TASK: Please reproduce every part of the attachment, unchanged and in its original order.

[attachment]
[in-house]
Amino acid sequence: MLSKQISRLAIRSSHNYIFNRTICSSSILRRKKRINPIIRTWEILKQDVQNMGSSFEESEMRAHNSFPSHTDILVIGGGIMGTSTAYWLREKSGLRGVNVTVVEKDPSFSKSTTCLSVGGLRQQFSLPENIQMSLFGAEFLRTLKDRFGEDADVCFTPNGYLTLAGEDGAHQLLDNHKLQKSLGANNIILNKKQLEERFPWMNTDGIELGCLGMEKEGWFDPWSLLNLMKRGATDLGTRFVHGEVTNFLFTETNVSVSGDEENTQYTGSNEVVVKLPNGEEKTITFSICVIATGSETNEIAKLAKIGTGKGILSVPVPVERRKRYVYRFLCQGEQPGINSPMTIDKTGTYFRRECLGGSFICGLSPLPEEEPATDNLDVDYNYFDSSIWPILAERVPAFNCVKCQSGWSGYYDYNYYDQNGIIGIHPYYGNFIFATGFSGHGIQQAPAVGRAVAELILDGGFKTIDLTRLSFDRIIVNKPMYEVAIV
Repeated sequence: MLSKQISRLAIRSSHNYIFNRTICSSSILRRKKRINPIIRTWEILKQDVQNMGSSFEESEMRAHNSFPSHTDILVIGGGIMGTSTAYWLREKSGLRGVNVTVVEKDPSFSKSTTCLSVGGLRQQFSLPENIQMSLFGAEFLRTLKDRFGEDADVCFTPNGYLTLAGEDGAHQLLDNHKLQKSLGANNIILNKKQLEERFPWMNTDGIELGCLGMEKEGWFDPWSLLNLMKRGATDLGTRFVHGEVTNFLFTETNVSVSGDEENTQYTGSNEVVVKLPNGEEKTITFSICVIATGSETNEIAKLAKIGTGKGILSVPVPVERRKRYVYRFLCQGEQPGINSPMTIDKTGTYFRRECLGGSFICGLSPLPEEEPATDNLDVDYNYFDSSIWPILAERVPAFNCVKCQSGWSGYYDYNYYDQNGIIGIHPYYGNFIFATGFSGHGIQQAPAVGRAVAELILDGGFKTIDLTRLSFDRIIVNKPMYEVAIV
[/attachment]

[in-house]
Amino acid sequence: MLSKQISRLAIRSSHNYIFNRTICSSSILRRKKRINPIIRTWEILKQDVQNMGSSFEESEMRAHNSFPSHTDILVIGGGIMGTSTAYWLREKSGLRGVNVTVVEKDPSFSKSTTCLSVGGLRQQFSLPENIQMSLFGAEFLRTLKDRFGEDADVCFTPNGYLTLAGEDGAHQLLDNHKLQKSLGANNIILNKKQLEERFPWMNTDGIELGCLGMEKEGWFDPWSLLNLMKRGATDLGTRFVHGEVTNFLFTETNVSVSGDEENTQYTGSNEVVVKLPNGEEKTITFSICVIATGSETNEIAKLAKIGTGKGILSVPVPVERRKRYVYRFLCQGEQPGINSPMTIDKTGTYFRRECLGGSFICGLSPLPEEEPATDNLDVDYNYFDSSIWPILAERVPAFNCVKCQSGWSGYYDYNYYDQNGIIGIHPYYGNFIFATGFSGHGIQQAPAVGRAVAELILDGGFKTIDLTRLSFDRIIVNKPMYEVAIV
Repeated sequence: MLSKQISRLAIRSSHNYIFNRTICSSSILRRKKRINPIIRTWEILKQDVQNMGSSFEESEMRAHNSFPSHTDILVIGGGIMGTSTAYWLREKSGLRGVNVTVVEKDPSFSKSTTCLSVGGLRQQFSLPENIQMSLFGAEFLRTLKDRFGEDADVCFTPNGYLTLAGEDGAHQLLDNHKLQKSLGANNIILNKKQLEERFPWMNTDGIELGCLGMEKEGWFDPWSLLNLMKRGATDLGTRFVHGEVTNFLFTETNVSVSGDEENTQYTGSNEVVVKLPNGEEKTITFSICVIATGSETNEIAKLAKIGTGKGILSVPVPVERRKRYVYRFLCQGEQPGINSPMTIDKTGTYFRRECLGGSFICGLSPLPEEEPATDNLDVDYNYFDSSIWPILAERVPAFNCVKCQSGWSGYYDYNYYDQNGIIGIHPYYGNFIFATGFSGHGIQQAPAVGRAVAELILDGGFKTIDLTRLSFDRIIVNKPMYEVAIV